DNA is not a person. It's the protein code for a person/organism.

  • DLM||

    So what the hell is this metaphysical construction called a 'person'? It seems to keep changing. Is there some scientific test? Blue your a person; yellow not so much.

  • Barely Suppressed Rage||

    there are babies that survived abortions and went on to grow up and live their lives.

    Well that explains Anthony Weiner (D-NY). He's an abortion of an abortion.

  • ||

    Here lies the horrible truth.

  • T||

    I'll go with my fallback position: the 51% of you with uteri (uteruses?) hash this out and get back to me with a decision.

    Me and my Y chromosome will be at the bar in the meantime.

  • ||

    Is it a fair compromise for men to stay out of this issue if women will stay out of the conscription issue? They don't ever get drafted, we don't ever have to be pregnant. I can't stand seeing 60 year old women arguing for 18 year old boys to be sent to war.

    (Disclosure: I have an interest in the abortion debate, mostly because it's really the only issue with competing rights and libertarians can't agree on it.)

  • ||

    exactly, and yet that doesn't prevent some "libertarians" from believing that their answer on abortion is the "one and only acceptable" answer for a libertarian.

  • JoshINHB||

    I have an interest in the abortion debate, mostly because it's really the only issue with competing rights and libertarians can't agree on it.

    What about IP?

  • Warty||

    Let's just make like King Solomon and cut all fetuses in half. The anti-life people can have the dead halves, and the anti-choice people can have the live halves. Will that make everyone happy?

  • ||

    The only thing that will make me happy is the assassination of Michael Bay. If you can't deliver that, then...no.

  • Warty||

    We could build a time machine and abort him, couldn't we?

    "Everybody kills Michael Bay on their first trip."

  • ||

    Was abortion legal when he was born? He's pretty old, dude. Like, Satan old.

  • Tim||

    He sprang full grown from Kurt Russel's nose in 1981

  • ||

    I first read this as "He's pretty old, dude. Like, Santa old."

    Which is a superior metaphore.

  • Barely Suppressed Rage||

    There are the same letters in Santa as there are in Satan. Both wear red. Have you ever seen them together?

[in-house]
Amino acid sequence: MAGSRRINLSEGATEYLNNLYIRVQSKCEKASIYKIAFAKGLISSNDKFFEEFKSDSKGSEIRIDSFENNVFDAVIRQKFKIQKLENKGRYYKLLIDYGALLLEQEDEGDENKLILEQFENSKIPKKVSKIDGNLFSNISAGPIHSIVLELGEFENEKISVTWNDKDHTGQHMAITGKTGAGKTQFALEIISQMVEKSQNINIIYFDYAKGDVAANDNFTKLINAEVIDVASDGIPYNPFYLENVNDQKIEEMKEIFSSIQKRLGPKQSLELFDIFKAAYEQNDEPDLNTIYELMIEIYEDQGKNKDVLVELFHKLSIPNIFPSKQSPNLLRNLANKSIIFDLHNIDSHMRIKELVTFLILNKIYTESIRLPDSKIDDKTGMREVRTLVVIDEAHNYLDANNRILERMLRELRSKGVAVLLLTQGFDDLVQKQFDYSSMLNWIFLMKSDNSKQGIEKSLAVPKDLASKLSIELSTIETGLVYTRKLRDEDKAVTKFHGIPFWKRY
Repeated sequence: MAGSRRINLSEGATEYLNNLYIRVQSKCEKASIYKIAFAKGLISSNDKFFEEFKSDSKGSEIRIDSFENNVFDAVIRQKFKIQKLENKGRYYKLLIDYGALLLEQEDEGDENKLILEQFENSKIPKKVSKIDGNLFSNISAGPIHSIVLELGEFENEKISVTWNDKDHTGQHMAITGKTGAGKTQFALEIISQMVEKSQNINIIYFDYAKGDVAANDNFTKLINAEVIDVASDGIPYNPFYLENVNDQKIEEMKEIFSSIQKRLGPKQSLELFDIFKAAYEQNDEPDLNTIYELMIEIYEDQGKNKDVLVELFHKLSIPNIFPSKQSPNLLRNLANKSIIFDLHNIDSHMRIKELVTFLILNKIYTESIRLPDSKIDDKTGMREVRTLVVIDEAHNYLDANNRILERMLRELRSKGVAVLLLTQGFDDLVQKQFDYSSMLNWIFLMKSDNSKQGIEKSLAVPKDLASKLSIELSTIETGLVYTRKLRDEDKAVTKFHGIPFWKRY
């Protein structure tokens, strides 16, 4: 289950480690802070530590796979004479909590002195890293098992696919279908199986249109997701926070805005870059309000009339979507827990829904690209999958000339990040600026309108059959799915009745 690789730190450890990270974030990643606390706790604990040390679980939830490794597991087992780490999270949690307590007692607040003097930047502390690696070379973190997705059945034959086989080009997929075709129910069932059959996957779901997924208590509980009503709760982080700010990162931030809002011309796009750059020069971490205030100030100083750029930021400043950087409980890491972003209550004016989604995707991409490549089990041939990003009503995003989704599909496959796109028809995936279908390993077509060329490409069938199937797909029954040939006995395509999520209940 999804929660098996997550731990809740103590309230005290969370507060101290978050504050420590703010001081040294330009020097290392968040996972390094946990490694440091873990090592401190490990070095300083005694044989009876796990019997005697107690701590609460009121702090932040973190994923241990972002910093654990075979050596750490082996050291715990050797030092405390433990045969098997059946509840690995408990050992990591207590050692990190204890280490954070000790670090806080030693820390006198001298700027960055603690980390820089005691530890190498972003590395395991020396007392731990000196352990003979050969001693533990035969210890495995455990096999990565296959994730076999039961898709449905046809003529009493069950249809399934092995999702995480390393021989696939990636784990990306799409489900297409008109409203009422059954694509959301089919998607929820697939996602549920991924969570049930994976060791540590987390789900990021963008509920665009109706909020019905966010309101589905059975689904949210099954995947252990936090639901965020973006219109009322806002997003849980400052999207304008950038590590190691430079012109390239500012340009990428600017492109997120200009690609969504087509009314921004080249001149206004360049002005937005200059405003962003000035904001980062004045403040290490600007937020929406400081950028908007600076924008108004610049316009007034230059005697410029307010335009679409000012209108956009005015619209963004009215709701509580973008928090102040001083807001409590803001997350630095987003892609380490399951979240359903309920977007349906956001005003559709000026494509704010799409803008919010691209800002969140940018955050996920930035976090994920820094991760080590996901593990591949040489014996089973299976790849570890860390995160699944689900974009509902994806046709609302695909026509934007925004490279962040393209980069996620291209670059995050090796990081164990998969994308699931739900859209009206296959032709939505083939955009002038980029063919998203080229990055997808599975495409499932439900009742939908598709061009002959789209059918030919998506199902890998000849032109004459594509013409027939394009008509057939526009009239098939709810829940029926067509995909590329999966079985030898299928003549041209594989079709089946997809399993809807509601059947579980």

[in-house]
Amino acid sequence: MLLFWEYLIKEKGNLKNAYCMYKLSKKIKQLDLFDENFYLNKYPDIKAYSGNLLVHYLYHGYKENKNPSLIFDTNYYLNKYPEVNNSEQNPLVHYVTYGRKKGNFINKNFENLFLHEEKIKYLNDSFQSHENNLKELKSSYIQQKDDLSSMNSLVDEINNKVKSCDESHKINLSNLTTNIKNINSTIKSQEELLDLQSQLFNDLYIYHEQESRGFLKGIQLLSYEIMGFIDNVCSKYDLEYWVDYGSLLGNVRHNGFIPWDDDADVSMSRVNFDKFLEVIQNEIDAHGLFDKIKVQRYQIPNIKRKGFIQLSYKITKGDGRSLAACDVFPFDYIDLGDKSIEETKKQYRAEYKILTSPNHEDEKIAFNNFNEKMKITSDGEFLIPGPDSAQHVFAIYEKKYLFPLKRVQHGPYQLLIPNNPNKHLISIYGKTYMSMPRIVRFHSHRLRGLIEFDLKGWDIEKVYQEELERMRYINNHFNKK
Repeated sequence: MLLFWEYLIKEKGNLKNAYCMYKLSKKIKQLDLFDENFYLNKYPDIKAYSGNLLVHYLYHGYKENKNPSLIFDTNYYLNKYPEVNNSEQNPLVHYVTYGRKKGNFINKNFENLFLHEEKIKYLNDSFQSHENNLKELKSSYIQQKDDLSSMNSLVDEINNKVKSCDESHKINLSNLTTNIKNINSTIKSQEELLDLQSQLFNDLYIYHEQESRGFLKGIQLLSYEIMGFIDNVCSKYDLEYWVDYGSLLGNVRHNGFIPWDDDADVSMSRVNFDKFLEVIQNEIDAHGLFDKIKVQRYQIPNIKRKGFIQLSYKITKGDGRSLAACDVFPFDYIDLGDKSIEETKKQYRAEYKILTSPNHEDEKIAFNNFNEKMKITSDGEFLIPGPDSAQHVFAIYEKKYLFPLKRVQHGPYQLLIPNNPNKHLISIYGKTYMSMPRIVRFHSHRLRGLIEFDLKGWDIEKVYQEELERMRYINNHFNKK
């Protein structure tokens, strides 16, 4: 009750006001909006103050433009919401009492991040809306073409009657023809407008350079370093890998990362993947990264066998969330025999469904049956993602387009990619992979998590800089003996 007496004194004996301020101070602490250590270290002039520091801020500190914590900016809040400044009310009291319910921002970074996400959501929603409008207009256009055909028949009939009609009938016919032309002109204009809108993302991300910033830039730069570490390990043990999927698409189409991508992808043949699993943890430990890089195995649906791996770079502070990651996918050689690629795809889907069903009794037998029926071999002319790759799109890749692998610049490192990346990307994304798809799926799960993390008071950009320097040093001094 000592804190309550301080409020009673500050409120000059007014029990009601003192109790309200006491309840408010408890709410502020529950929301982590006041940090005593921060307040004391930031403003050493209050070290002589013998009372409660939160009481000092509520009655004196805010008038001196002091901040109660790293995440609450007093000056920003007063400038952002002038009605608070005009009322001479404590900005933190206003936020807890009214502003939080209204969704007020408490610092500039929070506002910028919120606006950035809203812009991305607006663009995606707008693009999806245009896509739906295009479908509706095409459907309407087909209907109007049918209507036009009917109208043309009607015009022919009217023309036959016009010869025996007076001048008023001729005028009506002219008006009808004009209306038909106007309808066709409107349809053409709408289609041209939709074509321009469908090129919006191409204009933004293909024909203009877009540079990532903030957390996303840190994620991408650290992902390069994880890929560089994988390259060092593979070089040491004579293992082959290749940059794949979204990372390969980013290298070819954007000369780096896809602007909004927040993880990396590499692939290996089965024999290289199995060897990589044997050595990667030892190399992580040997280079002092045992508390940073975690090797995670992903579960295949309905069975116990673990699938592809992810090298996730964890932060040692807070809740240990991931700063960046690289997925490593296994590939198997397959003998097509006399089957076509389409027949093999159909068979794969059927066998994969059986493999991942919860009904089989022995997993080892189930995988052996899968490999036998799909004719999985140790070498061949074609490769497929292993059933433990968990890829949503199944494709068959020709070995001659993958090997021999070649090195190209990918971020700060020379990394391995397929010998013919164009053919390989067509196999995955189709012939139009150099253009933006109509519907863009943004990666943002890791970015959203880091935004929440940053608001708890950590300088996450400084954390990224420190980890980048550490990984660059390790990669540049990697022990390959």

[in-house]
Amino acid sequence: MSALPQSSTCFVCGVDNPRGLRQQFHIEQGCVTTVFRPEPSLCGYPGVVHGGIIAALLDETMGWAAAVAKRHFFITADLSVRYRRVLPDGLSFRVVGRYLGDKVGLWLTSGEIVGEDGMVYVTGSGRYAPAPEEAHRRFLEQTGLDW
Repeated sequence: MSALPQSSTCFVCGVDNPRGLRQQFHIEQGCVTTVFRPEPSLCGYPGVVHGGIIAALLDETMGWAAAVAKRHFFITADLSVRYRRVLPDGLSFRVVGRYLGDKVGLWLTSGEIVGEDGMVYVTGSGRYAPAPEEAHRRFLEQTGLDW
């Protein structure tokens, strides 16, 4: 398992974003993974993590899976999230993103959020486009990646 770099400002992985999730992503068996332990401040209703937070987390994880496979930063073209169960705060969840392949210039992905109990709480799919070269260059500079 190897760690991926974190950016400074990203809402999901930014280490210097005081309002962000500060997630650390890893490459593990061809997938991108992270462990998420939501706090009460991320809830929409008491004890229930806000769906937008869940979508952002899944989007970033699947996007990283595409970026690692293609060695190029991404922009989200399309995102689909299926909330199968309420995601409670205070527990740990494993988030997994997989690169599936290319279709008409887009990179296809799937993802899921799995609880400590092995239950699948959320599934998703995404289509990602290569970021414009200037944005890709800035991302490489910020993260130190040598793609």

Coincidence?

    I think not.

  • DLM||

    Let's just make like King Solomon and cut all fetuses in half.

    That would certainly put a dent in population growth.

  • Doktor Kapitalism||

    I should point out that Solomon didn't actually cut the baby in half. He threatened to do so, with no actual intention of fufilling his threat.

  • ||

    Thanks, Bart, for taking the heat off us. We were getting beat up pretty bad for our seemingly inconsistent policies.

  • Zeb||

    It is the mind, not the DNA that makes one human.

  • Tim||

    Soul

  • Zeb||

    Same thing.

  • ||

    ah, the eternal question: ghost in the machine?

  • ||

    You know who else said that?

  • Tim||

    Ray Charles?

  • ||

    God is Love
    Love is Blind
    Ray Charles is Blind
    Ray Charles is God?

  • asdf||

    Agreed, sentience should be respected, fuck notions of "humanity".

  • Chimps, dolphins, orcas||

    Sweet!

  • Doktor Kapitalism||

    Running with this...so abortions become bad when the baby knows it exists. This could means anywhere from when the brain starts developing to when it turns two.

    This would be a lot easier if we did brain scans on fetuses...

  • tadcf||

    As with all anti-abortion rhetoric, the author of this article assumes the human fetus to be a complete human being--probably because of a belief in the immediate integration with the 'soul'--at the moment of conception (not necessarily a universal accepted religious notion)which is primarily a Fundamentalist Christian idea--only represented by less that 30% of the American population.

  • Tim||

    If less than 30% believe it, it must be wrong and uncool.

  • Barely Suppressed Rage||

    Read it again - it's not necessarily anti-abortion rhetoric.

  • ||

    Your right. The arguments made simply point out the hypocrisy of the collectivist, pro-choice crowd when comparing their arguments for "the right to choose", vs other issues that deal with the right to ones own body, such as other areas of health care, or what foods we can eat.

    Pro-choice libertarians aren't arguing for the government to fund or support abortions. They just want the government to stay the hell out all together.

  • Sudden||

    This is what pisses me off to the Nth fucking degree.

    Can you assholes just get the fuck over the SKY DADDY/FLYING SPAGHETTI MONSTER!11!!1! hated and realize that some of us hold a completely rationality-based view of humanity of the fetus and do not believe in the goddamned christian deity (or any other similar superstition).